• the funding and workforce resources needed; and
  • quantifying and analysing the land use planning issues associated with flooding.
A river and gravel bed in the foreground; hills and trees in the background.

These are outlined in more detail below.

Project governance

This work is being overseen by a Project Advisory Group (PAG) made up of experts in flood management and infrastructure with a Wales focus. This group’s role and purpose is to support and act as critical friend to challenge the consultants undertaking the research work and add value to their work. We are grateful to the members of the PAG for giving up their time to help drive this project forward.

Alan NetherwoodCardiff University
Andrew StoneRhondda Cynon Taff County Borough Council
Dominic ScottDŵr Cymru
Ed BeardNational Infrastructure Commission (UK)
Ed EvansCivil Engineering Contractors Association
George BakerJBA Consulting
Gwenllian RobertsOfwat
Jean-Francis DulongWelsh Local Government Association
Jeremy ParrNatural Resources Wales
Owen ConryConwy County Borough Council
Richard BettsMet Office
Roger FalconerCardiff University
Roger ThomasMid and West Wales Fire Service
Clare FernandesWelsh Government
Hayley WarrensTransport for Wales
Jonathan FudgeWelsh Government
Alex HinshelwoodNetwork Rail
Mark HandMonmouthshire County Council

Workstream one – 2050 Vision (Arup)

The purpose of this workstream is to work with stakeholders, politicians and the public on developing a Vision for Wales in 2050 where homes, businesses and infrastructure are more resilient and adaptive to impacts from flooding and sea level rise. This vision will be supported by an action plan setting out clear actions / recommendations for organisations in order to achieve it and an educational resource to improve understanding of current and future challenges, along with what is needed to build local resilience and bring about change in the future.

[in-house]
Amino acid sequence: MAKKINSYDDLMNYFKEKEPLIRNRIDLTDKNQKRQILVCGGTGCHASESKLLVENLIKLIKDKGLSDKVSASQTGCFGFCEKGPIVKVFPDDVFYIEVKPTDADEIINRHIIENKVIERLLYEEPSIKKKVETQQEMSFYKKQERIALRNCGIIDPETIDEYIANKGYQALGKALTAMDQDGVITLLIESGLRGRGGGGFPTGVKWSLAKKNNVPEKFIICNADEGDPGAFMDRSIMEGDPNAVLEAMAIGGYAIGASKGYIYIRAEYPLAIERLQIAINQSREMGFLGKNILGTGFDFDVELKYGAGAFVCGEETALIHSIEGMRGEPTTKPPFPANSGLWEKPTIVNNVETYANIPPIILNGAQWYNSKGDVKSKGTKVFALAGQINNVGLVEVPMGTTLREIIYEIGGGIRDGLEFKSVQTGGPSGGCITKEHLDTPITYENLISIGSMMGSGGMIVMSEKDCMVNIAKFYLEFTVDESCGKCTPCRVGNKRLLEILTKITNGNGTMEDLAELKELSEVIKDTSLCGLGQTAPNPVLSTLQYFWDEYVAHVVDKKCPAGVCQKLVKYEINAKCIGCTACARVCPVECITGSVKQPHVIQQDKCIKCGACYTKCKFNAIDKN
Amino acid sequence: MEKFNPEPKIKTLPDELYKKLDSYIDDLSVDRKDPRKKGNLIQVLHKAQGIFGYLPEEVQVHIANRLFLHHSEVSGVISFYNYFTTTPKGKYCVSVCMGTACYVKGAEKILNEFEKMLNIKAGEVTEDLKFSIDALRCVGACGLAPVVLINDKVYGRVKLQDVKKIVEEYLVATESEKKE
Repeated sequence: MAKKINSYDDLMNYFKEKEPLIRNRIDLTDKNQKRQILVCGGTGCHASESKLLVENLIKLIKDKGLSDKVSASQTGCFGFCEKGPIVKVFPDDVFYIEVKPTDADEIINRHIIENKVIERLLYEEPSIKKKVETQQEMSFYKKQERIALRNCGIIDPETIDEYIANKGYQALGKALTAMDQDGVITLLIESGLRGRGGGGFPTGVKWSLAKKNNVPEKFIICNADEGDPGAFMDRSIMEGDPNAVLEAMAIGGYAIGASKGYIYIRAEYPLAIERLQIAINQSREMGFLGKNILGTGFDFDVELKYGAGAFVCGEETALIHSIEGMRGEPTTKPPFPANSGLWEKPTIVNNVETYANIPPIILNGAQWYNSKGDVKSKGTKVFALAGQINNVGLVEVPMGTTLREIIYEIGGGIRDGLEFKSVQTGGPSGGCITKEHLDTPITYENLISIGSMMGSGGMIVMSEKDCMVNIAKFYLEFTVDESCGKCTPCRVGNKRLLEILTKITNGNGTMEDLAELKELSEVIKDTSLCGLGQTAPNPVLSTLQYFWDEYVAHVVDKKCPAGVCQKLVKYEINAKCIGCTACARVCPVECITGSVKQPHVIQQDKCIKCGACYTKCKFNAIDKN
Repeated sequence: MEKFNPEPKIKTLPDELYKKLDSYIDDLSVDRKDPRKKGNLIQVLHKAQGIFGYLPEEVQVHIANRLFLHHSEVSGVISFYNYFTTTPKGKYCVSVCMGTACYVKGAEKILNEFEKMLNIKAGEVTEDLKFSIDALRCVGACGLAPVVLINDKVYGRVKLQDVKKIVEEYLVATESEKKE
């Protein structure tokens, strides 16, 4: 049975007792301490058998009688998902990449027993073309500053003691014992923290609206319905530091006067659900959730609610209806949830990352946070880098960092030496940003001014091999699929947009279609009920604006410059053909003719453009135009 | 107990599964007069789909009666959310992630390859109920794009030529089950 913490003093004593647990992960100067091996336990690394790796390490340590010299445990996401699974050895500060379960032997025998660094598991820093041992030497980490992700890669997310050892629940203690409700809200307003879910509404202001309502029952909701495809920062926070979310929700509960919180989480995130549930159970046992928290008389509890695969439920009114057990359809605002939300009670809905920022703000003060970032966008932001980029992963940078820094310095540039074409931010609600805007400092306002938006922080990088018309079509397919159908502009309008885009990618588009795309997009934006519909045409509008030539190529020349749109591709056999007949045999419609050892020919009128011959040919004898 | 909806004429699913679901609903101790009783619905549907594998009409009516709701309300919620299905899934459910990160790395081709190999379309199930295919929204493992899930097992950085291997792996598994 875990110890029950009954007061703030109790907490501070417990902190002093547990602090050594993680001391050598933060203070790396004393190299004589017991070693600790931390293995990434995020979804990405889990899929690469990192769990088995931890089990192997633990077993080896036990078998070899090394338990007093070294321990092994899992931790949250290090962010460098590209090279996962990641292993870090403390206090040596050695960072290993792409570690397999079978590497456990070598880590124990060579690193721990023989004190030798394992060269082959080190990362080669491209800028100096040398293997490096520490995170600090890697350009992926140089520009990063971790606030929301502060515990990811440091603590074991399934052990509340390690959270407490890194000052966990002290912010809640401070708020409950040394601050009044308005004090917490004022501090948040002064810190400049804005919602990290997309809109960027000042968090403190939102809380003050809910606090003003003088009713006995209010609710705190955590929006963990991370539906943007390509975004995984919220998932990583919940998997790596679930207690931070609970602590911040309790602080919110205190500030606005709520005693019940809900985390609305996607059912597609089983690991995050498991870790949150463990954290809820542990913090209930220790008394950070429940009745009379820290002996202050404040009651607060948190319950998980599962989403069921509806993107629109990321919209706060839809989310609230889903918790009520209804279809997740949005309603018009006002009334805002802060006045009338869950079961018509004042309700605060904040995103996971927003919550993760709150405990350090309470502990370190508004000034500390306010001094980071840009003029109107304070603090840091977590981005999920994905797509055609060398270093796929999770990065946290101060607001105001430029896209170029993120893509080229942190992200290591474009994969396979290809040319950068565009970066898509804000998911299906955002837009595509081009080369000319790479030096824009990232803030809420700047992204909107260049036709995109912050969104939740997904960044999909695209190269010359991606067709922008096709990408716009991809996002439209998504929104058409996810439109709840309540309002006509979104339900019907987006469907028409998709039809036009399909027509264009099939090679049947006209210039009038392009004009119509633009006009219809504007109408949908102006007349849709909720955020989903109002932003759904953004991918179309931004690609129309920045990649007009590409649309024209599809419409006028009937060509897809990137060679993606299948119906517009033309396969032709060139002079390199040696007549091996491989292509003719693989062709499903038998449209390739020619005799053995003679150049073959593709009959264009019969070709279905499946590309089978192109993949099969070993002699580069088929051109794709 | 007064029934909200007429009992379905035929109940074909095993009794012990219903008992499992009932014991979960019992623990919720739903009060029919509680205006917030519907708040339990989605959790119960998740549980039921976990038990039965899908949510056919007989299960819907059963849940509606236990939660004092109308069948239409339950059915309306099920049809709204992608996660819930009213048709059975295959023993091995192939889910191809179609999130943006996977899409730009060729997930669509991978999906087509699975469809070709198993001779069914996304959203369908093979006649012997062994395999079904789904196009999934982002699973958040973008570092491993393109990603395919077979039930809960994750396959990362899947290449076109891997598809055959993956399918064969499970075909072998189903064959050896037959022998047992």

The key outcomes for this workstream are:

  • Provide a shared Vision for Wales 2050 and beyond, where adaptive communities are resilient to impacts from flooding and sea level rise.
  • Build on the understanding of flood risk, within the context of Wales, and climate change, given the increased impacts that we are going to see.
  • An action plan that enables collective action across communities and organisations, to take steps towards resilience to flood events and associated climate risks, and enhance their ability to recover more quickly.
  • Assert collective responsibility to lessen the impacts of flood events, and work together towards adapting to a new norm.

Workstream two – Strategic and spatial responses (JBA Consulting)

The purpose of this workstream is to review existing catchment planning and other spatial / strategic practices currently occurring across Wales to learn the lessons from existing partnerships. This study aims to identify barriers and to make recommendations on how these may be overcome, exploring structures and resources for enabling strategic, integrated partnership working at a catchment / coastal zone scale.

The questions for this workstream are:

  • Why isn’t coastal/catchment planning/partnership working happening more across Wales?
  • Where is it happening and working?
  • How can coastal/catchment working be set up to achieve long-term and multi-benefit outcomes? e.g. 100-year time horizons & resilience to climate hazards
  • What needs to change to unlock effective coastal/catchment planning and partnership working?
A busy room with lots of circular tables and people sitting around them, and moving around the room. A large projector screen in the background.

Workstream three – Resources (Miller Research)